A glacier that bleeds?
Look up images of “Blood Falls Glacier” and the images you will come across will make you think whether the place is real or a horror movie set. The place is 100% real and is in Antarctica.
The Taylor Glacier is an Antarctic glacier about 54 kilometres (34 mi) long, flowing from the plateau of Victoria Land into the western end of Taylor Valley, north of the Kukri Hills, south of the Asgard Range. The middle part of the glacier is bounded on the north by the Inland Forts and on the south by Beacon Valley.
The Blood Falls
Blood Falls is an outflow of an iron oxide-tainted plume of saltwater, flowing from the tongue of Taylor Glacier onto the ice-covered surface of West Lake Bonney in the Taylor Valley of the McMurdo Dry Valleys in Victoria Land, East Antarctica.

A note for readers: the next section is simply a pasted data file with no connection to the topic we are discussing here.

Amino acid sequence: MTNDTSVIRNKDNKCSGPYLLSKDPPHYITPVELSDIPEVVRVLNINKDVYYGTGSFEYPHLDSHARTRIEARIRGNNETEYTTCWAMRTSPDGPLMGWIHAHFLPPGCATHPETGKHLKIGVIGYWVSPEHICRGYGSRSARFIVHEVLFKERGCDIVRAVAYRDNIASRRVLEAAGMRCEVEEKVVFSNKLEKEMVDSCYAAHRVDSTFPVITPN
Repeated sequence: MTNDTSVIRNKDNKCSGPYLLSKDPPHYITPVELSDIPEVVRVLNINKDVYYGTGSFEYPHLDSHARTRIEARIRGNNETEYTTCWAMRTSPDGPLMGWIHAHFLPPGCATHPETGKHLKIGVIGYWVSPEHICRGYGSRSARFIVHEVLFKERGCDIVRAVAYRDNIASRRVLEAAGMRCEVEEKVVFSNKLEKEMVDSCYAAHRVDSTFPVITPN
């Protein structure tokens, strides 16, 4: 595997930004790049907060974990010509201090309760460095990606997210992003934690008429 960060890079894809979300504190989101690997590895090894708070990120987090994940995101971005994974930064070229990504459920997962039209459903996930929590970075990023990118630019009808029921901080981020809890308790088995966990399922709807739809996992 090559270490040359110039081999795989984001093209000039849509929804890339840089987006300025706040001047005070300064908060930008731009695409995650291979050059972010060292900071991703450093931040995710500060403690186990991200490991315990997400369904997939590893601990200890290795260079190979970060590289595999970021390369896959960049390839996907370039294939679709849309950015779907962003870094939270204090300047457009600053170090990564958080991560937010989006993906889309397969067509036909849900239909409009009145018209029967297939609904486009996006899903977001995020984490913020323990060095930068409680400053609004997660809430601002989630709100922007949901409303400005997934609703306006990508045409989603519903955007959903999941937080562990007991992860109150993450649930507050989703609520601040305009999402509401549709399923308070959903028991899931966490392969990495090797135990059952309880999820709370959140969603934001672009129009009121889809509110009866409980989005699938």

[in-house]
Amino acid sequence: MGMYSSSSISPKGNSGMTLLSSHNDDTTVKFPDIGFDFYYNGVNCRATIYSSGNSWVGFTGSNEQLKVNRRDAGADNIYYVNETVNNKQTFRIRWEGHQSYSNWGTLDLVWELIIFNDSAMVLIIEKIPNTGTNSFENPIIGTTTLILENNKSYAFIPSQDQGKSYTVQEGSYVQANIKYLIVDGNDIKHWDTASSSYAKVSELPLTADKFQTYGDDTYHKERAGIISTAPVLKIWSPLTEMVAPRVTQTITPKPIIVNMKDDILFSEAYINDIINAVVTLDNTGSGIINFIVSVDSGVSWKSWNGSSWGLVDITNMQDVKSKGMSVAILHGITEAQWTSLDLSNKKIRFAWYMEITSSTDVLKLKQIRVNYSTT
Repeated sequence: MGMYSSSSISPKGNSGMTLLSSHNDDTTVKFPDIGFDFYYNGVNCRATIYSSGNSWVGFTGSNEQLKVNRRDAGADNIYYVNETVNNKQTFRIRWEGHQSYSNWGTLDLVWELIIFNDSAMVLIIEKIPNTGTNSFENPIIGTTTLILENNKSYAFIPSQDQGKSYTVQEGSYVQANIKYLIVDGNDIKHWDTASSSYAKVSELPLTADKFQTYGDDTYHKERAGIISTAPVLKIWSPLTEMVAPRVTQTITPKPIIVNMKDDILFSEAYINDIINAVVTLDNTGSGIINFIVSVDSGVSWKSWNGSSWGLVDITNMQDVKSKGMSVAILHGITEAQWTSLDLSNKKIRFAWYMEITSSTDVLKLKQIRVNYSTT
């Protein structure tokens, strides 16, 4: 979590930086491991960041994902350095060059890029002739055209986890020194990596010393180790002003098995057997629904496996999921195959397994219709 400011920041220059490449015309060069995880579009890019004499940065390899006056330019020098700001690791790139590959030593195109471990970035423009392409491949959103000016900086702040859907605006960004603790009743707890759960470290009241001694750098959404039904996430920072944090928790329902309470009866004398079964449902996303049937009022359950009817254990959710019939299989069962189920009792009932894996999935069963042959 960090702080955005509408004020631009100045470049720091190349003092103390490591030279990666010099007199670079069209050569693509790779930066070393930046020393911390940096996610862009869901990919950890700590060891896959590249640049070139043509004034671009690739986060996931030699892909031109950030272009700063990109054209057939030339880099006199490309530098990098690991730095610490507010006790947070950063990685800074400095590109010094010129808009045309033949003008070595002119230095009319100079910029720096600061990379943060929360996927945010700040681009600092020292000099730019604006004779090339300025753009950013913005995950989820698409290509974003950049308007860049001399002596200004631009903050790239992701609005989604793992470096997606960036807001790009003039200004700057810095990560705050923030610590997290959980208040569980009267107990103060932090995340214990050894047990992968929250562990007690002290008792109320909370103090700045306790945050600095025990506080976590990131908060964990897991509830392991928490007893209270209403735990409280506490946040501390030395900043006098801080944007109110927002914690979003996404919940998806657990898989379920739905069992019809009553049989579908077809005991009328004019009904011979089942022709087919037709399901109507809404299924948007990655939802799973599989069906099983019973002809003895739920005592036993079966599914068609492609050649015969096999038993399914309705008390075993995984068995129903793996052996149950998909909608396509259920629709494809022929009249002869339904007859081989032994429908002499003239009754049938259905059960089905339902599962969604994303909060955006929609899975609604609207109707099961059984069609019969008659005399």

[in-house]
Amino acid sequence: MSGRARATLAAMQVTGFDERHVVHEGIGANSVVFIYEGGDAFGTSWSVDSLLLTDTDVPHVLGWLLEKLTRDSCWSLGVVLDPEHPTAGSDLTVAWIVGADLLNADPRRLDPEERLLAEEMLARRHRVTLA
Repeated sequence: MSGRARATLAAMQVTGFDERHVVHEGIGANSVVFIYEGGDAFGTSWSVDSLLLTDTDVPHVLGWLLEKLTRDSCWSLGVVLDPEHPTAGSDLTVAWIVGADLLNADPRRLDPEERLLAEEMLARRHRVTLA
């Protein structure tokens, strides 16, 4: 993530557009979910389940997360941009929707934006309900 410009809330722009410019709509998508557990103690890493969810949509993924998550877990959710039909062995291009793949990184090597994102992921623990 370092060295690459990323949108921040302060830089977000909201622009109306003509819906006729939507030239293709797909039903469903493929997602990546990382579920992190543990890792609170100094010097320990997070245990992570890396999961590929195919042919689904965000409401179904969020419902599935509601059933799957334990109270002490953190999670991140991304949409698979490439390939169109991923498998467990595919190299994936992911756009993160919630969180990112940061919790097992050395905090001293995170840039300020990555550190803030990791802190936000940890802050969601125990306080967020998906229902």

Why does it happen?
Iron-rich hypersaline water sporadically emerges from small fissures in the ice cascades. The saltwater source is a subglacial pool of unknown size overlain by about 400 metres (1,300 ft) of ice several kilometers from its tiny outlet at Blood Falls.
Poorly soluble hydrous ferric oxides are deposited at the surface of ice after the ferrous ions present in the unfrozen saltwater are oxidized in contact with atmospheric oxygen. The more soluble ferrous ions initially are dissolved in old seawater trapped in an ancient pocket remaining from the Antarctic Ocean when a fjord was isolated by the glacier in its progression during the Miocene period, some 5 million years ago when the sea level was higher than today.